Please Note: This article is written for users of the following Microsoft Excel versions: 2007, 2010, 2013, 2016, 2019, and Excel in Microsoft 365. If you are using an earlier version (Excel 2003 or earlier), this tip may not work for you. For a version of this tip written specifically for earlier versions of Excel, click here: Stopping a Formula from Updating References.

Stopping a Formula from Updating References

Written by Allen Wyatt (last updated November 27, 2021)
This tip applies to Excel 2007, 2010, 2013, 2016, 2019, and Excel in Microsoft 365


David wonders if there is a way he can make a formula not automatically update when he inserts a column that would otherwise affect the formula. For instance, if he has the formula =SUM(B:B) and then he inserts a column to the left of column B, the formula is automatically updated by Excel to =SUM(C:C). He doesn't want the formula to update; he still wants it to refer to column B after he inserts the new column.

One way to get the result you want is to use the OFFSET function to refer to column B. For instance, consider the following formula:

=SUM(OFFSET(A:A,0,1))

If this formula is in a cell, and you insert a column before column B, then the formula doesn't update; it still refers to column B. Why? Because the formula refers to column A and you didn't do anything to move column A. If you did insert a column before column A, then the formula would update to reference column B.

This means that the best way to handle the formula is to use the INDIRECT function, in this manner:

=SUM(INDIRECT("B:B"))

The INDIRECT function uses text for a parameter, and since it is text it is not considered a reference to be updated by Excel. Regardless of inserting or deleting columns, the formula will always refer to column B.

ExcelTips is your source for cost-effective Microsoft Excel training. This tip (10786) applies to Microsoft Excel 2007, 2010, 2013, 2016, 2019, and Excel in Microsoft 365. You can find a version of this tip for the older menu interface of Excel here: Stopping a Formula from Updating References.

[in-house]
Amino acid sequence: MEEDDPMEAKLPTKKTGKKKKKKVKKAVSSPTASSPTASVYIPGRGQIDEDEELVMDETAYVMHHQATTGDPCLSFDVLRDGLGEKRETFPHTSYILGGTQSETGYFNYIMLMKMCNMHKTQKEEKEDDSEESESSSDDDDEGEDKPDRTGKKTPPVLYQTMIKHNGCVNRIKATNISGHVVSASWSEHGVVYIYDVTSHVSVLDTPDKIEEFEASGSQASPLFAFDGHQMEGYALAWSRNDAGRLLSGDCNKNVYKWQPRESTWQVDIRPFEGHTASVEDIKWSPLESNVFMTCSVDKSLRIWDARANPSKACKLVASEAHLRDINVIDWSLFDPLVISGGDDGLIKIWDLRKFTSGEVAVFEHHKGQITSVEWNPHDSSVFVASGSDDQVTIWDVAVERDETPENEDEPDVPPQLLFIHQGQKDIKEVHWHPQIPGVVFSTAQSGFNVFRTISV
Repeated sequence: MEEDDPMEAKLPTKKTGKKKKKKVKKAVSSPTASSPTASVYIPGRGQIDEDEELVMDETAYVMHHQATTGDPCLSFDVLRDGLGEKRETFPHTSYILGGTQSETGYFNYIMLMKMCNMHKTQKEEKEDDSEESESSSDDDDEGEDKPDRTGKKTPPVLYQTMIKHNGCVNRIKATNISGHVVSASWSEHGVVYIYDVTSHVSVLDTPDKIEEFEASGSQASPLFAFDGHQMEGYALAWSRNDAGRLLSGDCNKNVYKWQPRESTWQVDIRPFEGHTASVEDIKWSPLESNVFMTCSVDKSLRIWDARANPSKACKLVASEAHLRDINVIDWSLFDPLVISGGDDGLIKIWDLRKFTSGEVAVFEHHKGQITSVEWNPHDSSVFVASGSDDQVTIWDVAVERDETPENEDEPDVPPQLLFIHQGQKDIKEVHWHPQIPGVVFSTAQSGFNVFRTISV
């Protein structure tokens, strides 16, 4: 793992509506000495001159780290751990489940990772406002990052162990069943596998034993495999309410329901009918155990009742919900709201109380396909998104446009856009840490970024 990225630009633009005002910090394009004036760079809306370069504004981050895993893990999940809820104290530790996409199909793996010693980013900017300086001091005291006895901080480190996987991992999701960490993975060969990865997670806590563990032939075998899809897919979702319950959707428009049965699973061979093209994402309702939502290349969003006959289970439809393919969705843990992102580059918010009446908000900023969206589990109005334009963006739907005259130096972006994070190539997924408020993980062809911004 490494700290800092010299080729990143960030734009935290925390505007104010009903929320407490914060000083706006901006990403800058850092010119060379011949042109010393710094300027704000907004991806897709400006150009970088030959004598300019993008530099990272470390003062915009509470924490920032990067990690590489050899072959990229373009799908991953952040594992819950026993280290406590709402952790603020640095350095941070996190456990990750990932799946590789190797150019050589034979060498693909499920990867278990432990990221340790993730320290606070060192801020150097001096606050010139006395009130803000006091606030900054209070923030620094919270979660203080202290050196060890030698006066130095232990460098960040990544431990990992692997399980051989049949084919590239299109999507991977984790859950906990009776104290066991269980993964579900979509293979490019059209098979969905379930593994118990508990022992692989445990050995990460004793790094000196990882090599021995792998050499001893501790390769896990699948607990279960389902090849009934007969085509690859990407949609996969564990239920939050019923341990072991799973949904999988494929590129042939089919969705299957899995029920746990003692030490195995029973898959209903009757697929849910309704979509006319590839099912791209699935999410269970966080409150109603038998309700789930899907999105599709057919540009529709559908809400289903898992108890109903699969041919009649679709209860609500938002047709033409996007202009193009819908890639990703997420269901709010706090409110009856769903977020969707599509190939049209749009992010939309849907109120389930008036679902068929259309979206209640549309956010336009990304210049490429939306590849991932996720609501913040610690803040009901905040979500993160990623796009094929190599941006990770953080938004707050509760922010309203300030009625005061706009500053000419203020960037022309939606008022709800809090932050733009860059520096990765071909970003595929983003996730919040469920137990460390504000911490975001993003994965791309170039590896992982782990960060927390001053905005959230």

Author Bio

Allen Wyatt

With more than 50 non-fiction books and numerous magazine articles to his credit, Allen Wyatt is an internationally recognized author. He is president of Sharon Parq Associates, a computer and publishing services company. ...

MORE FROM ALLEN

Converting a Table into Text

Word includes a power table editor that allows you to create and work with tables easily. At some point, however, you ...

Discover More

Printing Shortcut Key Assignments from a Macro

Need to know what shortcut keys are defined? You can use a single macro command line to print out the definitions.

Discover More

Jumping to a Relative Line Number

As you navigate through a document, you may have a need to move forward or backward a specific number of lines. This is ...

Discover More

Excel Smarts for Beginners! Featuring the friendly and trusted For Dummies style, this popular guide shows beginners how to get up and running with Excel while also helping more experienced users get comfortable with the newest features. Check out Excel 2013 For Dummies today!

More ExcelTips (ribbon)

Determining Winners, by Category

Do you need to determine the top three values in a range of columns? The techniques discussed in this tip will come in ...

Discover More

Counting Cells According to Case

Text placed in cells can either be lowercase, uppercase, or a mixture of the two. If you want to count the cells based ...

Discover More

Referencing the Last Six Items in a Formula

If you have a list of data in a column, you may want to determine an average of whatever the last few items are in the ...

Discover More
Subscribe

FREE SERVICE: Get tips like this every week in ExcelTips, a free productivity newsletter. Enter your address and click "Subscribe."

View most recent newsletter.

Comments

If you would like to add an image to your comment (not an avatar, but an image to help in making the point of your comment), include the characters [{fig}] (all 7 characters, in the sequence shown) in your comment text. You’ll be prompted to upload your image when you submit the comment. Maximum image size is 6Mpixels. Images larger than 600px wide or 1000px tall will be reduced. Up to three images may be included in a comment. All images are subject to review. Commenting privileges may be curtailed if inappropriate images are posted.

What is one more than 7?

There are currently no comments for this tip. (Be the first to leave your comment—just use the simple form above!)


This Site

Got a version of Excel that uses the ribbon interface (Excel 2007 or later)? This site is for you! If you use an earlier version of Excel, visit our ExcelTips site focusing on the menu interface.

Newest Tips
Subscribe

FREE SERVICE: Get tips like this every week in ExcelTips, a free productivity newsletter. Enter your address and click "Subscribe."

(Your e-mail address is not shared with anyone, ever.)

View the most recent newsletter.